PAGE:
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The Worst Drinking Habits for Arthritis Symptoms, Say Dietitians

Eliminate these beverages to see if your joint pain and stiffness improve.

If you suffer from sore, inflamed, arthritic joints (knees, hips, hands, you name it), you probably have read that a glass of wine or a margarita might be just what the doctor ordered to ease your pain. Or you might have heard that stopping your drinking habit is the key to making joint aches go away. Or you might have heard both arguments and wondered which is true. After all, there are various studies that have suggested each be the case.

That means you might have to conduct a little experiment on yourself. If you don't drink alcohol, don't start now. But if you do drink, consider eliminating drinking alcohol to see if that behavior helps to remedy your pain. And remember, "arthritis," which means joint inflammation, comes in many forms. Common ones include osteoarthritis, a wearing down of cartilage due to aging or injury, gout, caused by the build-up of crystals in the joints, psoriatic arthritis, which affects the skin and joints, and rheumatoid arthritis, where the body's immune system attacks the joints and bones typically of the hands and feet.

Here's what science and a few registered dietitians have to say about beverage consumption and arthritis, and for more helpful tips, here are the Telltale Signs You Have Arthritis.

Drinking alcohol may exacerbate arthritis symptoms.

whiskey shots

While a shot of Jack may take your mind off your knee pain for a moment, making a habit of drinking is likely to worsen arthritis symptoms. Why?

"Alcohol is a toxin in the body and can cause inflammation, which will have negative effects on arthritis," says medical expert board member and registered dietitian nutritionist Sydney Greene, MS, RDN, owner of Greene Health. Alcohol's inflammatory effects can aggravate joint pain from auto-immune diseases like rheumatoid arthritis as well as osteoarthritis."

"In addition, because alcohol can weaken the immune system, it can disrupt any healing protocols you might be on, and alcohol can interfere with many medications prescribed for arthritis pain," Greene says.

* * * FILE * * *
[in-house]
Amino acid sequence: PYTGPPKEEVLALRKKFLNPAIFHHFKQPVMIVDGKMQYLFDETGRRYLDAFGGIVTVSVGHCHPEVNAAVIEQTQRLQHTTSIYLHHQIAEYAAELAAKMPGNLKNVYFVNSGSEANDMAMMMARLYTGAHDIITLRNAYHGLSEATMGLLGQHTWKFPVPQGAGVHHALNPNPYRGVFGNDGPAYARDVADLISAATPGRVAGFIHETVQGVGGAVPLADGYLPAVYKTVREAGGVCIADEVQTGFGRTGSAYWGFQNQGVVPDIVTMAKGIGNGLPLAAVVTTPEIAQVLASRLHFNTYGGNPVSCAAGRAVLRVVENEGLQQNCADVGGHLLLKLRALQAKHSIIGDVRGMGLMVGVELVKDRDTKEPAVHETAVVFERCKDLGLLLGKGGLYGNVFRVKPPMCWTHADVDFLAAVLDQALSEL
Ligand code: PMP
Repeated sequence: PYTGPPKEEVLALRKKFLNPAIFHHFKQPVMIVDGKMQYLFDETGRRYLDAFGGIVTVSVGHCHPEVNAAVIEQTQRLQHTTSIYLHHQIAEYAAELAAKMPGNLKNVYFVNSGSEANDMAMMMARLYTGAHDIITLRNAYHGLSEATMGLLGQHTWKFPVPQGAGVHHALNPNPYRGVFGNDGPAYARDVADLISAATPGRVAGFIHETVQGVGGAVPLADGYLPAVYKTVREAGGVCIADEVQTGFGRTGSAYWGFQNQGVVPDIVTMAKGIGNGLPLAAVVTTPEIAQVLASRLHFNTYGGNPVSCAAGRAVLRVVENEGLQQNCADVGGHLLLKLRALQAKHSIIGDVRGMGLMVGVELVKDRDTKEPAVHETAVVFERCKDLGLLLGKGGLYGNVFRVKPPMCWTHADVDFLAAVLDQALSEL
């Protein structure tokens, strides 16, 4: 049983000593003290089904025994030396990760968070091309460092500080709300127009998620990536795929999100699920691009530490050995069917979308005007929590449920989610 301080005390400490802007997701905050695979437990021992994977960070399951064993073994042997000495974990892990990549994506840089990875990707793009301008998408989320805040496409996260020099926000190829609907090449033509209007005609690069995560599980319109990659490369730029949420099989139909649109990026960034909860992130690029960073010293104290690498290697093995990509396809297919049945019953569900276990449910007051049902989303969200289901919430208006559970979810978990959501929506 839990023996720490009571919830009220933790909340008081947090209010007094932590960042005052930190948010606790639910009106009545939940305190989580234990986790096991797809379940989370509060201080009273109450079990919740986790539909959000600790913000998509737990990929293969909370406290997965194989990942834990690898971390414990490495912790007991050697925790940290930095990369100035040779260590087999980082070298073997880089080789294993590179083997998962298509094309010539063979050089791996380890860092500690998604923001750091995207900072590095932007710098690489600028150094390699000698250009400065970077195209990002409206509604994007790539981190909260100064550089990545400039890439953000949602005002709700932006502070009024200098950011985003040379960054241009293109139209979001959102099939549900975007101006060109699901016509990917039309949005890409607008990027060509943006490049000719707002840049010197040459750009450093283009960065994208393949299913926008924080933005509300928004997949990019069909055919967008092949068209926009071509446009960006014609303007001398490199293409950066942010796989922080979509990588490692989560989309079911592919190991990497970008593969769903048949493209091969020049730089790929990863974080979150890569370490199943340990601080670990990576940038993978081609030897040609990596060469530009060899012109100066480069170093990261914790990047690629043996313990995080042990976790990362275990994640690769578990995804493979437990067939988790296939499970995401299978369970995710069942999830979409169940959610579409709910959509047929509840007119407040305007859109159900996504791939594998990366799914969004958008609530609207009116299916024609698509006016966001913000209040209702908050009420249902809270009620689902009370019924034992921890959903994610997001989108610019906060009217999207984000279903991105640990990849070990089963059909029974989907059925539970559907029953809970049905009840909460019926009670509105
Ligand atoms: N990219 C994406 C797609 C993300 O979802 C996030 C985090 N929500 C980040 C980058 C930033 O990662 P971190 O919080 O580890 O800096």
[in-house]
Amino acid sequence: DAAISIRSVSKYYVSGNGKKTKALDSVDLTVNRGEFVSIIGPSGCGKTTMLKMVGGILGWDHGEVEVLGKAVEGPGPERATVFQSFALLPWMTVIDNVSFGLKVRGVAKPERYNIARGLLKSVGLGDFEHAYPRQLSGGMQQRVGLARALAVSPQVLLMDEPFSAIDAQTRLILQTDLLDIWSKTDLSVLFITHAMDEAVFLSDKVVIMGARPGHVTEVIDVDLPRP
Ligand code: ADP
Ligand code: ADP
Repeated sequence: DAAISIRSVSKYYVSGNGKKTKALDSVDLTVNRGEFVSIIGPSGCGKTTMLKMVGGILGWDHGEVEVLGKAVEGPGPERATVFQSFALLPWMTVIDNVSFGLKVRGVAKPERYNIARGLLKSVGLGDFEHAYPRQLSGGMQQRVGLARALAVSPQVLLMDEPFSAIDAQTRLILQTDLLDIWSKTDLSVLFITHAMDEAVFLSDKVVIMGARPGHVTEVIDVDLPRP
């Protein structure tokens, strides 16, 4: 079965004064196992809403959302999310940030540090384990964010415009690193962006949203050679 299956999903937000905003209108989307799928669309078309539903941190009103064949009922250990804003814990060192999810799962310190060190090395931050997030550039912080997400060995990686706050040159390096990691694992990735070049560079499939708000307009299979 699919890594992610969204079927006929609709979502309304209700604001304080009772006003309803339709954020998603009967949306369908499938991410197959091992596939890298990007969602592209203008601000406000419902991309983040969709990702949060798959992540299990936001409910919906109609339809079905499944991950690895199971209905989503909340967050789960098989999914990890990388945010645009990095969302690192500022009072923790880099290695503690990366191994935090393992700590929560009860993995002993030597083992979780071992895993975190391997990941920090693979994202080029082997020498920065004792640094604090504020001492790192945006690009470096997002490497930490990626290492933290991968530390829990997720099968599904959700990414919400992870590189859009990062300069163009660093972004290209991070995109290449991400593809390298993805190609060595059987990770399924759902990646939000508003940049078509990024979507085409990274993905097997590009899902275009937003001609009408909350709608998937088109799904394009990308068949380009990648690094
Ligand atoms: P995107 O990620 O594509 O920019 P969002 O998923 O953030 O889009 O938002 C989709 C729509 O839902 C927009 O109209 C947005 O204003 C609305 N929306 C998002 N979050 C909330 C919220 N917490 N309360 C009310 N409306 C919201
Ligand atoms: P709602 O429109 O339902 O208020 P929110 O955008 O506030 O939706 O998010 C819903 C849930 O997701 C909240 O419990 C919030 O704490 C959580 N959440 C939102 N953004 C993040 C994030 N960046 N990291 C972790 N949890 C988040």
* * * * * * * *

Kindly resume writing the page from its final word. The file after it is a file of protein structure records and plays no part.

For example, alcohol should be avoided when taking the RA drug methotrexate because both significantly increase the risk for liver damage, according to the American College of Rheumatology. Check with your doctor for remedies for arthritis symptoms and advice about alcohol consumption and potential interactions with medications.

Drinking beer can trigger gout attacks.


Gout is one of the most common forms of inflammatory arthritis. It occurs when needle-sharp uric acid crystals form in a joint, often a big toe, causing intense pain. The crystals develop when your body breaks down purines, chemical compounds from purine-rich foods and drinks, especially beer and beverages sweetened with fructose, like soda and cocktail mixers. Many studies, including one in the American Journal of Medicine, found that the risk of recurrent gout attacks significantly increases in relation to the amount of alcohol in drinks.

Drinking sugar-sweetened beverages can cause symptoms, too.

Soda glass

Even if you don't drink alcohol, other beverages may spell trouble for your joints.

"Drinking beverages with excess added sugars can potentially increase inflammation and trigger arthritic symptoms," says medical board member and registered dietitian Lisa Moskovitz, RD, CEO of NY Nutrition Group and author of The Core 3 Healthy Eating Plan. "Further, if you often opt for a soda, sweetened coffee, juice, or a sports drink, over a nutritious snack with anti-inflammatory fats and antioxidants, this habit can possibly activate more flare-ups."

For details on what sugar sweetened beverages can do, read 5 Drinks Secretly Increasing Inflammation in Your Body.

Jeff Csatari
Jeff Csatari, a contributing writer for Eat This, Not That!, is responsible for editing Galvanized Media books and magazines and for advising journalism students through the Zinczenko New Media Center at Moravian University in Bethlehem, PA. Read more about Jeff